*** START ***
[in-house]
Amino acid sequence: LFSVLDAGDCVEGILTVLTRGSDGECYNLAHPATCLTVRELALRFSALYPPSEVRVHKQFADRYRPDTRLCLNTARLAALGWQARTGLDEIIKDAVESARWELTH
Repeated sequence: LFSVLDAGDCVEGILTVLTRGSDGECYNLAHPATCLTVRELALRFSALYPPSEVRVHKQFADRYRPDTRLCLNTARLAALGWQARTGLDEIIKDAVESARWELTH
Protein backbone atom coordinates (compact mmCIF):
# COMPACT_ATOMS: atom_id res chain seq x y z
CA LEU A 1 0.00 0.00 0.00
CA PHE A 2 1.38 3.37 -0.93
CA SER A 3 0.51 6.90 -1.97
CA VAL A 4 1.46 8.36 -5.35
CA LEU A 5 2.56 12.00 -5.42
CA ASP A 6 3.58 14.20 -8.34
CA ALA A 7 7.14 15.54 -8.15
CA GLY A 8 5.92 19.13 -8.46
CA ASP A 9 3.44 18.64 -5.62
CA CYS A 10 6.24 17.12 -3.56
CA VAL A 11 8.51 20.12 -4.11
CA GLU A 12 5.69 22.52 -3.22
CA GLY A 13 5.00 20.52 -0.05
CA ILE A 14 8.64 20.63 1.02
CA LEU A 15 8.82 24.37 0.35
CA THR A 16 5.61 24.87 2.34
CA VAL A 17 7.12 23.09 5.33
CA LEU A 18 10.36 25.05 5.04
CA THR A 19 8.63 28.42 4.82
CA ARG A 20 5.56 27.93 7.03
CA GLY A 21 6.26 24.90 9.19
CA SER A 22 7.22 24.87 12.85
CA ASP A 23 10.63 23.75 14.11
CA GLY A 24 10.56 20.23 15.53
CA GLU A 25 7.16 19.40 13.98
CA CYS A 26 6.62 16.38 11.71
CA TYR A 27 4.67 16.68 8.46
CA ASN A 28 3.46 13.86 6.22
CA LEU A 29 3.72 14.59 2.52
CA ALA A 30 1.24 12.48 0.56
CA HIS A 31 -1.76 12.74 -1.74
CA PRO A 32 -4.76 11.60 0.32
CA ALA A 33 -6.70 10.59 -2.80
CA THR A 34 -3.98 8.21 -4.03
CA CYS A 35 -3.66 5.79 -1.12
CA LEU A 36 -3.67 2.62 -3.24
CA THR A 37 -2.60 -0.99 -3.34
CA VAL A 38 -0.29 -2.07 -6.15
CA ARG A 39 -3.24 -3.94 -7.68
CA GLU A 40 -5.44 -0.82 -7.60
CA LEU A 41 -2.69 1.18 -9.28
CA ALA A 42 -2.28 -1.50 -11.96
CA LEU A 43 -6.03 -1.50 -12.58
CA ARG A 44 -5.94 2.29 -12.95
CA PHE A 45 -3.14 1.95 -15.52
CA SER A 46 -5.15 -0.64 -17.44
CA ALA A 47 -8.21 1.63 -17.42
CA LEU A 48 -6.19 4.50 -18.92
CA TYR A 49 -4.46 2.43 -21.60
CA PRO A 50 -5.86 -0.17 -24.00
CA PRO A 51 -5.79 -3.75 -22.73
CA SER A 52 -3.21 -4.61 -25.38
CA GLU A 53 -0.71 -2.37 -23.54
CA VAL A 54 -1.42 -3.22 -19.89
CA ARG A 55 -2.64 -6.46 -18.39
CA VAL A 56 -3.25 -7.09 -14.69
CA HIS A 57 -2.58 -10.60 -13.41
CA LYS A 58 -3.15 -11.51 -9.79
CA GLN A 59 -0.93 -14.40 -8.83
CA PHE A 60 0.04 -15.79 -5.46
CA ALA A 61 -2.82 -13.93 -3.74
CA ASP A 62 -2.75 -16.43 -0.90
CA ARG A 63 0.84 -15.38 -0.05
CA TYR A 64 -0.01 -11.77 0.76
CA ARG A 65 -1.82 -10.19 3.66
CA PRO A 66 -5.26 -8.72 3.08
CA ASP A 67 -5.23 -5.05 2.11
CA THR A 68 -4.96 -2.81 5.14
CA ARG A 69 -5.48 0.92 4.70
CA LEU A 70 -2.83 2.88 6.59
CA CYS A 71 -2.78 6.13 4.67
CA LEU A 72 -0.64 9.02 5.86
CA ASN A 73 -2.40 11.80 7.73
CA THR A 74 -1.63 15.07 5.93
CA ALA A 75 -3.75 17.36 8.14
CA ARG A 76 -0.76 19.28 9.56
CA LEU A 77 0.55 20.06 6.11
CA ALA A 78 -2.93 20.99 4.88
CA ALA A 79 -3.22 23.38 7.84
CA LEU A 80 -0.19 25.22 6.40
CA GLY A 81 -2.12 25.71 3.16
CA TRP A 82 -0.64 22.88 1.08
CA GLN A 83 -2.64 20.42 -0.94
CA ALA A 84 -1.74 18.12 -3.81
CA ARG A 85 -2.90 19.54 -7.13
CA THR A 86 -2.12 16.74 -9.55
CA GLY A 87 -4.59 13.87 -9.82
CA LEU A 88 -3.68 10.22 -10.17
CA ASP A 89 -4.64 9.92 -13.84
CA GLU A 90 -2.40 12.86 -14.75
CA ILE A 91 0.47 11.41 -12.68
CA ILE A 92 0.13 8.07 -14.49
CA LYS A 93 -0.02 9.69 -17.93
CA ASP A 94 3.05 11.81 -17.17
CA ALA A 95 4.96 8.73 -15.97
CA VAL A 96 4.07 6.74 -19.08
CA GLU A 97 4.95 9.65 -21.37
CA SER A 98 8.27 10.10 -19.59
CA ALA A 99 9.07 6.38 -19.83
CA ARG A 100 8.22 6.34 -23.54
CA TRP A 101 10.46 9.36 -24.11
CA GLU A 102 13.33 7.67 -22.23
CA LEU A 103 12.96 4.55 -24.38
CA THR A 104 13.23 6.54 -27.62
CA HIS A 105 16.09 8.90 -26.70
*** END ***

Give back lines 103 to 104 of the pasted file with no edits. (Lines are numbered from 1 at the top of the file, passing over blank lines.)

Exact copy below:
CA SER A 98 8.27 10.10 -19.59
CA ALA A 99 9.07 6.38 -19.83